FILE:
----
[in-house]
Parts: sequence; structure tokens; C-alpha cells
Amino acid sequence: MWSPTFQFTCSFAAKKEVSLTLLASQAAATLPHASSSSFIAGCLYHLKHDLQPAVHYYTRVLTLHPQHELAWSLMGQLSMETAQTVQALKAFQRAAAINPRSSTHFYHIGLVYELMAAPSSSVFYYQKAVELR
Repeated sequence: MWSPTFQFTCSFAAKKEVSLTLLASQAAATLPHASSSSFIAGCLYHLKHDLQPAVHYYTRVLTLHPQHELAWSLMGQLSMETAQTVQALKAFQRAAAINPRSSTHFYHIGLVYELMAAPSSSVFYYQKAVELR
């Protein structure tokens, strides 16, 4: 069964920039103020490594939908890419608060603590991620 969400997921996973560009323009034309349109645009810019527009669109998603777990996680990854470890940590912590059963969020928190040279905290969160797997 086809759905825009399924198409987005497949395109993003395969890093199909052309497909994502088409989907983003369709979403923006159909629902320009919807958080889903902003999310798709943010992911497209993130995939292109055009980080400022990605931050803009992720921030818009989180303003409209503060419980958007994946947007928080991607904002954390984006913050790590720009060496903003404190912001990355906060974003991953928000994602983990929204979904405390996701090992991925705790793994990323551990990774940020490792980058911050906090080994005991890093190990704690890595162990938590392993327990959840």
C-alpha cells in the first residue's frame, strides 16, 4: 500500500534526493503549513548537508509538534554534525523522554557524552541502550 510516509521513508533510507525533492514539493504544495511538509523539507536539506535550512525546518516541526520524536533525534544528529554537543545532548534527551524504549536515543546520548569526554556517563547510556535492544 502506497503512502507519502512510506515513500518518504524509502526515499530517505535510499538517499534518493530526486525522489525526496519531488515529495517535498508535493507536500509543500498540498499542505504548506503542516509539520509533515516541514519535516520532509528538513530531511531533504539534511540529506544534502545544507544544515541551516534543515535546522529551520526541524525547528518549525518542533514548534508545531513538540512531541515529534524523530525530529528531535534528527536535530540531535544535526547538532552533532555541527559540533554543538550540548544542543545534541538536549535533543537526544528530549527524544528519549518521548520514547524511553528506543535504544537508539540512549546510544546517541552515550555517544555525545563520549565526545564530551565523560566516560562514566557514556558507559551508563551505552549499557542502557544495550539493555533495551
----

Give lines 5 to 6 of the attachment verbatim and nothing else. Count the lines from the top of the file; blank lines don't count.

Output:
């Protein structure tokens, strides 16, 4: 069964920039103020490594939908890419608060603590991620 969400997921996973560009323009034309349109645009810019527009669109998603777990996680990854470890940590912590059963969020928190040279905290969160797997 086809759905825009399924198409987005497949395109993003395969890093199909052309497909994502088409989907983003369709979403923006159909629902320009919807958080889903902003999310798709943010992911497209993130995939292109055009980080400022990605931050803009992720921030818009989180303003409209503060419980958007994946947007928080991607904002954390984006913050790590720009060496903003404190912001990355906060974003991953928000994602983990929204979904405390996701090992991925705790793994990323551990990774940020490792980058911050906090080994005991890093190990704690890595162990938590392993327990959840």
C-alpha cells in the first residue's frame, strides 16, 4: 500500500534526493503549513548537508509538534554534525523522554557524552541502550 510516509521513508533510507525533492514539493504544495511538509523539507536539506535550512525546518516541526520524536533525534544528529554537543545532548534527551524504549536515543546520548569526554556517563547510556535492544 502506497503512502507519502512510506515513500518518504524509502526515499530517505535510499538517499534518493530526486525522489525526496519531488515529495517535498508535493507536500509543500498540498499542505504548506503542516509539520509533515516541514519535516520532509528538513530531511531533504539534511540529506544534502545544507544544515541551516534543515535546522529551520526541524525547528518549525518542533514548534508545531513538540512531541515529534524523530525530529528531535534528527536535530540531535544535526547538532552533532555541527559540533554543538550540548544542543545534541538536549535533543537526544528530549527524544528519549518521548520514547524511553528506543535504544537508539540512549546510544546517541552515550555517544555525545563520549565526545564530551565523560566516560562514566557514556558507559551508563551505552549499557542502557544495550539493555533495551